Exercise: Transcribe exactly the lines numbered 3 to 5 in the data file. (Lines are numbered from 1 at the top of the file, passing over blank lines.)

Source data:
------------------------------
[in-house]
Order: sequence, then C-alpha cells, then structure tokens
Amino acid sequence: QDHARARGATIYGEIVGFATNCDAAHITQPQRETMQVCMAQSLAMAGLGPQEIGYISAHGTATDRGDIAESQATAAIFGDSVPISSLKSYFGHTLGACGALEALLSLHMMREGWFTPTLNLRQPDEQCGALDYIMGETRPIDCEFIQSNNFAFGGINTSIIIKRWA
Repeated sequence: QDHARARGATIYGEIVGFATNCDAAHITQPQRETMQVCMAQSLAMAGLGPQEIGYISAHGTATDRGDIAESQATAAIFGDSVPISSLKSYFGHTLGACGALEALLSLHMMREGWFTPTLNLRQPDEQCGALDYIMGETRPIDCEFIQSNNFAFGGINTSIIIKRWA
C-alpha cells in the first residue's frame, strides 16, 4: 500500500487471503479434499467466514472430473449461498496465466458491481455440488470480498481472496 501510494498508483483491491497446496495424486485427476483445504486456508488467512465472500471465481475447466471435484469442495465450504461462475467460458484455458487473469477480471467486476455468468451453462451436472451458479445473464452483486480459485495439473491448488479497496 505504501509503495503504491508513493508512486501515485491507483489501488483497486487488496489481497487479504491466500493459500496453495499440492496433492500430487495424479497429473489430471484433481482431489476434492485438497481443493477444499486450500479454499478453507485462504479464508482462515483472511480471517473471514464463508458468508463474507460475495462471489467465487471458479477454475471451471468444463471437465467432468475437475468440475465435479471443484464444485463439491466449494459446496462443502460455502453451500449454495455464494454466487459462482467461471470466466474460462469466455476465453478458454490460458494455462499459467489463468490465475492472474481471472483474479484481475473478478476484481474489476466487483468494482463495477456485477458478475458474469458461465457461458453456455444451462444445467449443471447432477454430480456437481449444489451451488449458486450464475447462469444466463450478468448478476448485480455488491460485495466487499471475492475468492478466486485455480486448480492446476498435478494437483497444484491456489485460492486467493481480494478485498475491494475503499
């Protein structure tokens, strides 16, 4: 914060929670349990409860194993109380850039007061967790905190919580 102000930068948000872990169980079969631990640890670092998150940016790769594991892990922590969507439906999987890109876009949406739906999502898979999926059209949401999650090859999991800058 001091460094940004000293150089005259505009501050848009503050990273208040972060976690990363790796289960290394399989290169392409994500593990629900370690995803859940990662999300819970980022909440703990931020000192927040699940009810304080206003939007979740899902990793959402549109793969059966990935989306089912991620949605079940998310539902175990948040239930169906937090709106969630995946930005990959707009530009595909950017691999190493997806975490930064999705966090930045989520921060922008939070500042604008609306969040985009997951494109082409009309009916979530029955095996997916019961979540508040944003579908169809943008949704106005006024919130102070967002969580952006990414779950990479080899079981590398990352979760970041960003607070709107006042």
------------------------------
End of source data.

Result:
Amino acid sequence: QDHARARGATIYGEIVGFATNCDAAHITQPQRETMQVCMAQSLAMAGLGPQEIGYISAHGTATDRGDIAESQATAAIFGDSVPISSLKSYFGHTLGACGALEALLSLHMMREGWFTPTLNLRQPDEQCGALDYIMGETRPIDCEFIQSNNFAFGGINTSIIIKRWA
Repeated sequence: QDHARARGATIYGEIVGFATNCDAAHITQPQRETMQVCMAQSLAMAGLGPQEIGYISAHGTATDRGDIAESQATAAIFGDSVPISSLKSYFGHTLGACGALEALLSLHMMREGWFTPTLNLRQPDEQCGALDYIMGETRPIDCEFIQSNNFAFGGINTSIIIKRWA
C-alpha cells in the first residue's frame, strides 16, 4: 500500500487471503479434499467466514472430473449461498496465466458491481455440488470480498481472496 501510494498508483483491491497446496495424486485427476483445504486456508488467512465472500471465481475447466471435484469442495465450504461462475467460458484455458487473469477480471467486476455468468451453462451436472451458479445473464452483486480459485495439473491448488479497496 505504501509503495503504491508513493508512486501515485491507483489501488483497486487488496489481497487479504491466500493459500496453495499440492496433492500430487495424479497429473489430471484433481482431489476434492485438497481443493477444499486450500479454499478453507485462504479464508482462515483472511480471517473471514464463508458468508463474507460475495462471489467465487471458479477454475471451471468444463471437465467432468475437475468440475465435479471443484464444485463439491466449494459446496462443502460455502453451500449454495455464494454466487459462482467461471470466466474460462469466455476465453478458454490460458494455462499459467489463468490465475492472474481471472483474479484481475473478478476484481474489476466487483468494482463495477456485477458478475458474469458461465457461458453456455444451462444445467449443471447432477454430480456437481449444489451451488449458486450464475447462469444466463450478468448478476448485480455488491460485495466487499471475492475468492478466486485455480486448480492446476498435478494437483497444484491456489485460492486467493481480494478485498475491494475503499